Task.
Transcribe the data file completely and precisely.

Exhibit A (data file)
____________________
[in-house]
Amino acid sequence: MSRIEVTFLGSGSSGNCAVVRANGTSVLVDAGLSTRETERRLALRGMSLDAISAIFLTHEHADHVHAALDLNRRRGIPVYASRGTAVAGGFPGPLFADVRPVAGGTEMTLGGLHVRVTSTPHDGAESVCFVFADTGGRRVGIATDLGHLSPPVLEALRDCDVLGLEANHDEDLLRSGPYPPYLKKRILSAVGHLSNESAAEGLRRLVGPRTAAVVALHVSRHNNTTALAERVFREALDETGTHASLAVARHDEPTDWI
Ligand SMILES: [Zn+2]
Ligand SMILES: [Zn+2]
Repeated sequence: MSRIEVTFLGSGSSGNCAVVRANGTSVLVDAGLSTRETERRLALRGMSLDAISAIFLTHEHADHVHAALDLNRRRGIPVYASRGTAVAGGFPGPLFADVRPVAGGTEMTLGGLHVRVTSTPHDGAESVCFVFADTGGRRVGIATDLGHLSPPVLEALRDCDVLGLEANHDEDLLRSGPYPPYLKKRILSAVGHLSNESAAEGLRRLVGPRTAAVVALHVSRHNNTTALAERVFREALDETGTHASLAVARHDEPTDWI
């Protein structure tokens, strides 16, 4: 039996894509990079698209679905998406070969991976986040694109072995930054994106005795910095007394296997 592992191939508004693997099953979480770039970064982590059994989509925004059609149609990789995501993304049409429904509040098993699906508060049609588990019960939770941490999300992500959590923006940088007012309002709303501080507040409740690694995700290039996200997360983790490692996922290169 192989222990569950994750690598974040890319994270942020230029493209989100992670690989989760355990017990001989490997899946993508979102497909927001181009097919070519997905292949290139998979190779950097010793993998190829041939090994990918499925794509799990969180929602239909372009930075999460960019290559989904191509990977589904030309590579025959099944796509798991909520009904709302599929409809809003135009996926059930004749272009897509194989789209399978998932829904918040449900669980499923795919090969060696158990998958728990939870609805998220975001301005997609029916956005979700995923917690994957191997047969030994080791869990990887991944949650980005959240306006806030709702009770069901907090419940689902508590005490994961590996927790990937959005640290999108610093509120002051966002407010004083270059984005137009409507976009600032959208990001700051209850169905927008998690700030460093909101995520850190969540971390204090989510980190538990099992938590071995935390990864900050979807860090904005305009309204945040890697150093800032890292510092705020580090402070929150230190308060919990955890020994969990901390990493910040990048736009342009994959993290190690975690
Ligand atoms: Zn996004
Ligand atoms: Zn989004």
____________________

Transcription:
[in-house]
Amino acid sequence: MSRIEVTFLGSGSSGNCAVVRANGTSVLVDAGLSTRETERRLALRGMSLDAISAIFLTHEHADHVHAALDLNRRRGIPVYASRGTAVAGGFPGPLFADVRPVAGGTEMTLGGLHVRVTSTPHDGAESVCFVFADTGGRRVGIATDLGHLSPPVLEALRDCDVLGLEANHDEDLLRSGPYPPYLKKRILSAVGHLSNESAAEGLRRLVGPRTAAVVALHVSRHNNTTALAERVFREALDETGTHASLAVARHDEPTDWI
Ligand SMILES: [Zn+2]
Ligand SMILES: [Zn+2]
Repeated sequence: MSRIEVTFLGSGSSGNCAVVRANGTSVLVDAGLSTRETERRLALRGMSLDAISAIFLTHEHADHVHAALDLNRRRGIPVYASRGTAVAGGFPGPLFADVRPVAGGTEMTLGGLHVRVTSTPHDGAESVCFVFADTGGRRVGIATDLGHLSPPVLEALRDCDVLGLEANHDEDLLRSGPYPPYLKKRILSAVGHLSNESAAEGLRRLVGPRTAAVVALHVSRHNNTTALAERVFREALDETGTHASLAVARHDEPTDWI
């Protein structure tokens, strides 16, 4: 039996894509990079698209679905998406070969991976986040694109072995930054994106005795910095007394296997 592992191939508004693997099953979480770039970064982590059994989509925004059609149609990789995501993304049409429904509040098993699906508060049609588990019960939770941490999300992500959590923006940088007012309002709303501080507040409740690694995700290039996200997360983790490692996922290169 192989222990569950994750690598974040890319994270942020230029493209989100992670690989989760355990017990001989490997899946993508979102497909927001181009097919070519997905292949290139998979190779950097010793993998190829041939090994990918499925794509799990969180929602239909372009930075999460960019290559989904191509990977589904030309590579025959099944796509798991909520009904709302599929409809809003135009996926059930004749272009897509194989789209399978998932829904918040449900669980499923795919090969060696158990998958728990939870609805998220975001301005997609029916956005979700995923917690994957191997047969030994080791869990990887991944949650980005959240306006806030709702009770069901907090419940689902508590005490994961590996927790990937959005640290999108610093509120002051966002407010004083270059984005137009409507976009600032959208990001700051209850169905927008998690700030460093909101995520850190969540971390204090989510980190538990099992938590071995935390990864900050979807860090904005305009309204945040890697150093800032890292510092705020580090402070929150230190308060919990955890020994969990901390990493910040990048736009342009994959993290190690975690
Ligand atoms: Zn996004
Ligand atoms: Zn989004």